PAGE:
Open Access

The influence of protons and zinc ions on the steady-state inactivation of Kv1.3 potassium channels

Cellular & Molecular Biology LettersAn International Journal200612:67

DOI: 10.2478/s11658-006-0067-6

Received: 27 July 2006

Accepted: 12 October 2006

Published: 12 December 2006

Abstract

Using the whole-cell patch-clamp technique, we investigated the influence of extracellular pH and zinc ions (Zn2+) on the steady-state inactivation of Kv1.3 channels expressed in human lymphocytes. The obtained data showed that lowering the extracellular pH from 7.35 to 6.8 shifted the inactivation midpoint (Vi) by 17.4 ± 1.12 mV (n = 6) towards positive membrane potentials. This shift was statistically significant (p < 0.05). Applying 100 μM Zn2+ at pH 6.8 further shifted the Vi value by 16.55 ± 1.80 mV (n = 6) towards positive membrane potentials. This shift was also statistically significant (p < 0.05). The total shift of the Vi by protons and Zn2+ was 33.95 ± 1.90 mV (n = 6), which was significantly higher (p < 0.05) than the shift caused by Zn2+ alone. The Zn2+-induced shift of the Vi at pH 6.8 was almost identical to the shift at pH = 7.35. Thus, the proton-and Zn2+-induced shifts of the Vi value were additive. The steady-state inactivation curves as a function of membrane voltage were compared with the functions of the steady-state activation. The total shift of the steady-state inactivation was almost identical to the total shift of the steady-state activation (32.01 ± 2.10 mV, n = 10). As a result, the “windows” of membrane potentials in which the channels can be active under physiological conditions were also markedly shifted towards positive membrane potentials. The values of membrane voltage and the normalised chord conductance corresponding to the points of intersection of the curves of steady-state activation and inactivation were also calculated. The possible physiological significance of the observed modulatory effects is discussed herein.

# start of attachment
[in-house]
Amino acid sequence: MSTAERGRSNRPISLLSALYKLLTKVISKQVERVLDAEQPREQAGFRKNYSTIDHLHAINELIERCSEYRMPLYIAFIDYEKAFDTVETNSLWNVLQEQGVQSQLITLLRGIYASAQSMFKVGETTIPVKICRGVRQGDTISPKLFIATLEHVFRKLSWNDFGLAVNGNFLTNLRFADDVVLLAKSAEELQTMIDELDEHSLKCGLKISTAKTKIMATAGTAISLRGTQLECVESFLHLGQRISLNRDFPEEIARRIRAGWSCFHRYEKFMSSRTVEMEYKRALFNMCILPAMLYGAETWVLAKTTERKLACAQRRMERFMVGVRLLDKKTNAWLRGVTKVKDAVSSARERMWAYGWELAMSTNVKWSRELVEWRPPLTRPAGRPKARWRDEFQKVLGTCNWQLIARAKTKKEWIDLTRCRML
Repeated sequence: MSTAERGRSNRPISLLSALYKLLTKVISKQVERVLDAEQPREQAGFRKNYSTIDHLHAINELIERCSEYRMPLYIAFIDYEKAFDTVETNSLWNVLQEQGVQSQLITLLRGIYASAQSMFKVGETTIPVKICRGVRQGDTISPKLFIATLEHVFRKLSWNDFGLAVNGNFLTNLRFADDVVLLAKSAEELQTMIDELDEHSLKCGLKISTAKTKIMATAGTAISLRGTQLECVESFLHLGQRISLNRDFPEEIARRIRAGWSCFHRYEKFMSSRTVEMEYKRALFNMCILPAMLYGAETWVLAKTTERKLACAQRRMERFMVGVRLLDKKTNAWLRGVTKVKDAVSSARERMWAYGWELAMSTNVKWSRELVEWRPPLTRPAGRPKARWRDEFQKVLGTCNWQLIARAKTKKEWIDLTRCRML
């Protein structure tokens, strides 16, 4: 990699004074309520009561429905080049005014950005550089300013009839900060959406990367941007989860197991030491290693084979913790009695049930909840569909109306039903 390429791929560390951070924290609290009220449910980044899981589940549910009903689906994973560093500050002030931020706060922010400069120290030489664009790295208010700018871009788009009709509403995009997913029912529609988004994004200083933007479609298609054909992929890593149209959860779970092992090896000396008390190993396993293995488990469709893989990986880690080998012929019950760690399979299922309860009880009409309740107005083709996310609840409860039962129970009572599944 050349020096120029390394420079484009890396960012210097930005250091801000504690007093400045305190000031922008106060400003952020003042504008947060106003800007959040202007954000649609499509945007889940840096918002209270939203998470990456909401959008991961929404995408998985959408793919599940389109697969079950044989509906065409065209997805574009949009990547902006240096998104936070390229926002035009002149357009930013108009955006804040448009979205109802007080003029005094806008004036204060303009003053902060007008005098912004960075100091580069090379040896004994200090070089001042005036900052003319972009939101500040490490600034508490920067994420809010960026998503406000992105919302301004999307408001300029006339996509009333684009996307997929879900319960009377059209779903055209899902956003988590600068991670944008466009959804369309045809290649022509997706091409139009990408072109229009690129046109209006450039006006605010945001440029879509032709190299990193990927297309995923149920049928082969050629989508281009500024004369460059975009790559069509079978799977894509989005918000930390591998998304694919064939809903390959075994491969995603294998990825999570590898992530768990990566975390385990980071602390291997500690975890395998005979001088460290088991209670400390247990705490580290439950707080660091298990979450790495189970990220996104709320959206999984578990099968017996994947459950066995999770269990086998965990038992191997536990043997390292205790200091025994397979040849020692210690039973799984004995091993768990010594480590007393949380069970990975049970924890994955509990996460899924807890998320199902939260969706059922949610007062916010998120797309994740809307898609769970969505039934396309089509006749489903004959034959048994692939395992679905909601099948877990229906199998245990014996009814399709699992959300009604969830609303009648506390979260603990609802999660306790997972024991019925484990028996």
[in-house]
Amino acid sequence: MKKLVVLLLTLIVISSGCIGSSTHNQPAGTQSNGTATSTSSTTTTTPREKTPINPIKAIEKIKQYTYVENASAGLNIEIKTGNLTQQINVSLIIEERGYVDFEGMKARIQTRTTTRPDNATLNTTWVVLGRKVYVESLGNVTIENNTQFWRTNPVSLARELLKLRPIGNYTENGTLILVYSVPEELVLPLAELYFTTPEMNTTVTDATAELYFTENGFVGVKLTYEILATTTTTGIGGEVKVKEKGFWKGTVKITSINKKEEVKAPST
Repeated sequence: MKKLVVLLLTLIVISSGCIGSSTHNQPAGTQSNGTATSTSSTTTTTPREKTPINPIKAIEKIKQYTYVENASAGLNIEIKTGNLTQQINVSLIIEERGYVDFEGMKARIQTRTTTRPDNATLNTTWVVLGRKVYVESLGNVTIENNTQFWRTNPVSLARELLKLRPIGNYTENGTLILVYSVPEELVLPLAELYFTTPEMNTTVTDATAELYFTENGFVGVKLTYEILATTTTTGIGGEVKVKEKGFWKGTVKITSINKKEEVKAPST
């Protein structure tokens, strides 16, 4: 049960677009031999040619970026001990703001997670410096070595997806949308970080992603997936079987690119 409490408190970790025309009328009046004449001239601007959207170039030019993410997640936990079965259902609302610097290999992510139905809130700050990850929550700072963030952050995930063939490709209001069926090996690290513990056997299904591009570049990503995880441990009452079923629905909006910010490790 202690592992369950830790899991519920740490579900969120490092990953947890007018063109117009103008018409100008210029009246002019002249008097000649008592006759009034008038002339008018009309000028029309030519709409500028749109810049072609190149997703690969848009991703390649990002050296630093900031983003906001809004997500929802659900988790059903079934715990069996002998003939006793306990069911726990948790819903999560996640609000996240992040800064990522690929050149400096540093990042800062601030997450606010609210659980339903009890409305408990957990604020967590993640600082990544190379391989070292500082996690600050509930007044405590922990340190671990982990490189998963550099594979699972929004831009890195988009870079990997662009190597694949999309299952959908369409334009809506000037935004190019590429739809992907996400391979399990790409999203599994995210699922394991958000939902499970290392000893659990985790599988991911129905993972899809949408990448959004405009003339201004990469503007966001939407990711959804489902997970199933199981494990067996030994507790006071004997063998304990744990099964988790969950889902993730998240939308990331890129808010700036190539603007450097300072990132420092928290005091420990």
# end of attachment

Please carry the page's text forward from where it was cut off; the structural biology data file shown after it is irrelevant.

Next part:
Key words

Zinc Lymphocyte Potassium channels Patch-clamp pH Neuronal excitability

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